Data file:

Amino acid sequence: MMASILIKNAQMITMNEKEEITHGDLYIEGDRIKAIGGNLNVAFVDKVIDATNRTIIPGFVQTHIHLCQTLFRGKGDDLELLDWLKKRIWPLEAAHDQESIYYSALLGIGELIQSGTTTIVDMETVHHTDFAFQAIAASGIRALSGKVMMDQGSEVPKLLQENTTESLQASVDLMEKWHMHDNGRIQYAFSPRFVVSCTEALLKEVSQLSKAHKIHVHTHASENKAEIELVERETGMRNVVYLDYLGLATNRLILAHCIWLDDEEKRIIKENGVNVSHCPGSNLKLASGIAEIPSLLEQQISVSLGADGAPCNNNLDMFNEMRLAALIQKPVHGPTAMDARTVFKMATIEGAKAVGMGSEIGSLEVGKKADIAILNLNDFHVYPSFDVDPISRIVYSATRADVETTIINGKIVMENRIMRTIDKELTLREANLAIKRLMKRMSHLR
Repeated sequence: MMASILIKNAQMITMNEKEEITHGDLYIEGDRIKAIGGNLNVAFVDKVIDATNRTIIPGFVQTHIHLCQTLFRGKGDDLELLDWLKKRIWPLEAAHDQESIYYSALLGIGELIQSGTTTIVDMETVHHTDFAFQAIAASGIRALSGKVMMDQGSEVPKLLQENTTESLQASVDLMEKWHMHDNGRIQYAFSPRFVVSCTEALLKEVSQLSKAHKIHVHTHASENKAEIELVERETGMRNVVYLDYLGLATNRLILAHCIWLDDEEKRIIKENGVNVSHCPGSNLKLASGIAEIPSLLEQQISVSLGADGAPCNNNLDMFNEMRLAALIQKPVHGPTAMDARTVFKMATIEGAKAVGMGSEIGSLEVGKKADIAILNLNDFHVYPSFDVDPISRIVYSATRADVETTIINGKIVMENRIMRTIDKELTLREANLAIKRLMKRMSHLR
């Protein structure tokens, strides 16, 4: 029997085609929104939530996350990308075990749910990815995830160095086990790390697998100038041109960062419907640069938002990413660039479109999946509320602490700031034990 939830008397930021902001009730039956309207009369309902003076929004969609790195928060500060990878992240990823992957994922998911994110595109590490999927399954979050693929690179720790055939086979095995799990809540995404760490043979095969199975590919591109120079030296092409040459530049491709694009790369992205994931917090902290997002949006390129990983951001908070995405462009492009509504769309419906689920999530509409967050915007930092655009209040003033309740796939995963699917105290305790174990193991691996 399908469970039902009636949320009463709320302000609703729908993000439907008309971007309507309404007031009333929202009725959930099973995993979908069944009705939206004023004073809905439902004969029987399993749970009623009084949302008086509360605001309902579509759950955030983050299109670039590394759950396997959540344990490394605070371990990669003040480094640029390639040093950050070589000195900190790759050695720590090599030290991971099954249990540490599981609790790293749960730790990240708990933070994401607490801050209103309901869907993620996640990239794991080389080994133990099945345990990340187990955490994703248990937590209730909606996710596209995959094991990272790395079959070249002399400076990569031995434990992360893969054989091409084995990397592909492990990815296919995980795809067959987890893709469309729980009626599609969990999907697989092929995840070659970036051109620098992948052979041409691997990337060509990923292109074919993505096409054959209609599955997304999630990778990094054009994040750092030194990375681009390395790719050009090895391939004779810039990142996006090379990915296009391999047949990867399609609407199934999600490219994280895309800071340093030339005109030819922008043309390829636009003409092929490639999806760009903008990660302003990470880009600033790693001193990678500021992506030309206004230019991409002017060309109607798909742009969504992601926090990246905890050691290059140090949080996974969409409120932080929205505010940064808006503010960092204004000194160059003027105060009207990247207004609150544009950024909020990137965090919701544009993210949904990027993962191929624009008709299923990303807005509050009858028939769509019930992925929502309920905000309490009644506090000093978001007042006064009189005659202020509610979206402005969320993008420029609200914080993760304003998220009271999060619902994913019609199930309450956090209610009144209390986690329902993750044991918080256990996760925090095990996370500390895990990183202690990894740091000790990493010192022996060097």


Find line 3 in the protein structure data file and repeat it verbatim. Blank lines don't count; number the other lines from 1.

């Protein structure tokens, strides 16, 4: 029997085609929104939530996350990308075990749910990815995830160095086990790390697998100038041109960062419907640069938002990413660039479109999946509320602490700031034990 939830008397930021902001009730039956309207009369309902003076929004969609790195928060500060990878992240990823992957994922998911994110595109590490999927399954979050693929690179720790055939086979095995799990809540995404760490043979095969199975590919591109120079030296092409040459530049491709694009790369992205994931917090902290997002949006390129990983951001908070995405462009492009509504769309419906689920999530509409967050915007930092655009209040003033309740796939995963699917105290305790174990193991691996 399908469970039902009636949320009463709320302000609703729908993000439907008309971007309507309404007031009333929202009725959930099973995993979908069944009705939206004023004073809905439902004969029987399993749970009623009084949302008086509360605001309902579509759950955030983050299109670039590394759950396997959540344990490394605070371990990669003040480094640029390639040093950050070589000195900190790759050695720590090599030290991971099954249990540490599981609790790293749960730790990240708990933070994401607490801050209103309901869907993620996640990239794991080389080994133990099945345990990340187990955490994703248990937590209730909606996710596209995959094991990272790395079959070249002399400076990569031995434990992360893969054989091409084995990397592909492990990815296919995980795809067959987890893709469309729980009626599609969990999907697989092929995840070659970036051109620098992948052979041409691997990337060509990923292109074919993505096409054959209609599955997304999630990778990094054009994040750092030194990375681009390395790719050009090895391939004779810039990142996006090379990915296009391999047949990867399609609407199934999600490219994280895309800071340093030339005109030819922008043309390829636009003409092929490639999806760009903008990660302003990470880009600033790693001193990678500021992506030309206004230019991409002017060309109607798909742009969504992601926090990246905890050691290059140090949080996974969409409120932080929205505010940064808006503010960092204004000194160059003027105060009207990247207004609150544009950024909020990137965090919701544009993210949904990027993962191929624009008709299923990303807005509050009858028939769509019930992925929502309920905000309490009644506090000093978001007042006064009189005659202020509610979206402005969320993008420029609200914080993760304003998220009271999060619902994913019609199930309450956090209610009144209390986690329902993750044991918080256990996760925090095990996370500390895990990183202690990894740091000790990493010192022996060097």